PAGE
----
Wednesday, October 11, 2023

EUREKA @ NYFF *UPDATED*



Do not enter Lisandro Alonso’s Eureka with any expectations. If you’ve watched a trailer or read a review – forget anything you think you’re about to see. Don’t even watch the trailer or the handful of clips that are available online. It’s best to go in to Eureka with a clean slate. As a matter of fact – don’t even read this review any further until you’ve seen it. This is an intentionally deceptive movie that starts out as a playful mockery of Alonso’s last feature (Jauja) then quickly morphs in to a story about a modern-day Native American community in South Dakota.

Eureka isn’t exactly a movie you can spoil (outside of the first 15-20 minutes), but it’s best to compare it to other films within the same lane rather than “review” it. Imagine a spiritual sequel to Jauja (right down to Viggo Mortensen playing another father character looking for his missing daughter) that quickly switches over to an Uncle Boonmee/Tropical Malady/Blissfully Yours-like spiritual tale with pinches of Jarmusch’s Dead Man. I’m sure folks might even be reminded of Carlos Reygadas and/or Amat Escalante.

Eureka was shot by Aki Kaurismaki cinematographer Timo Salminen (the second collaboration between Alonso & Salminen) who's visual style can be seen all over the film...

Timo is one of the best, and he had championed my work, so I asked to collaborate with him. His visual style is another form of narration, if you want to call it that - Lisando Alonso, Film Comment
Ariel / Eureka


Eureka also has some strong visual similarities to filmmakers that Alonso has name-dropped over the years as influences or sources of inspiration...

Similar opening scenes: 
Dead Man /
Eureka

 
Blissfully Yours / Eureka

Blissfully Yours / 
Eureka


Eureka is best enjoyed if you’ve seen Alonso’s previous feature; Jauja. I’m not usually a fan of director’s using their art to take shots at critics or to look directly in to the camera to wink at their fans, but this is an exception because it’s done so masterfully (I’m not sure when this will be released so you have time to check out Jauja before Eureka comes out if you haven’t yet in order to get the full experience).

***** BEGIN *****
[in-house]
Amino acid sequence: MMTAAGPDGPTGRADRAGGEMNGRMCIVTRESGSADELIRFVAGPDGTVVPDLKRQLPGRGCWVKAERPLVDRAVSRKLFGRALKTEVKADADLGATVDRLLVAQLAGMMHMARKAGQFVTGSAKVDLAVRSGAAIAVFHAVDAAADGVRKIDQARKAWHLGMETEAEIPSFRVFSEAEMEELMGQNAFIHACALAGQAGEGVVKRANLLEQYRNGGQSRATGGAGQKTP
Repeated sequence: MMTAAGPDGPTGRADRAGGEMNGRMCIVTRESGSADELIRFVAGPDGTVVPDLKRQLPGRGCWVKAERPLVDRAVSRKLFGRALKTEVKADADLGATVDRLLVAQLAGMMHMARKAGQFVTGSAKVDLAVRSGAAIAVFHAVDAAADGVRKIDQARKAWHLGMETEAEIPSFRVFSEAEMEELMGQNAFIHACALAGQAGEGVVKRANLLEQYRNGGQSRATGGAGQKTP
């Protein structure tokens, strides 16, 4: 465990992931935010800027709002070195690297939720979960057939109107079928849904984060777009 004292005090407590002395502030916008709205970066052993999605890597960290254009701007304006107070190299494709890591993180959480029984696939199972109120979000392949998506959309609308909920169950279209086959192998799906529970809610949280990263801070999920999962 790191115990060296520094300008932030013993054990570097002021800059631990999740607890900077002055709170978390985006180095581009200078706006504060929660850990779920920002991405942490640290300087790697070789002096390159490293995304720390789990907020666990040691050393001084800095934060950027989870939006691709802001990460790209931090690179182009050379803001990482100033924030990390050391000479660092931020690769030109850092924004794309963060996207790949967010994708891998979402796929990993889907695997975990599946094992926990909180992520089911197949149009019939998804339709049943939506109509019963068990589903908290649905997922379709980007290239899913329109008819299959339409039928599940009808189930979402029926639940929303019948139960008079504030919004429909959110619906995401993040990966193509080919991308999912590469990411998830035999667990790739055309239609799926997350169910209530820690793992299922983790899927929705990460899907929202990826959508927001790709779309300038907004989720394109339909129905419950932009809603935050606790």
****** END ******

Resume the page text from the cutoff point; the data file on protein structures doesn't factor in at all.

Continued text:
Now…this movie is almost 2-1/2 hours long. Lisandro Alonso doesn’t use the entire feature to troll critics and wink at his fans. After getting all the naughty prankster stuff out of his system in the first section, the remainder of the film is as genuine as possible thanks to the dry comedic delivery of the wonderful non-professional cast (using non-professional actors can feel exploitive sometimes but that isn't the case here).

If it isn’t clear – I love this movie very much but I wouldn’t blindly recommend it to anyone unless you’re a fan of the director’s previous work and all the other cinematic reference points I namedropped earlier. I’m sure Lisandro Alonso wants as many people as possible to watch Eureka (this would be a hell of a movie to go in to blindly), but there is a core audience this was intended for. As an unofficial spokesperson for said audience – I can say this delivers and then some.

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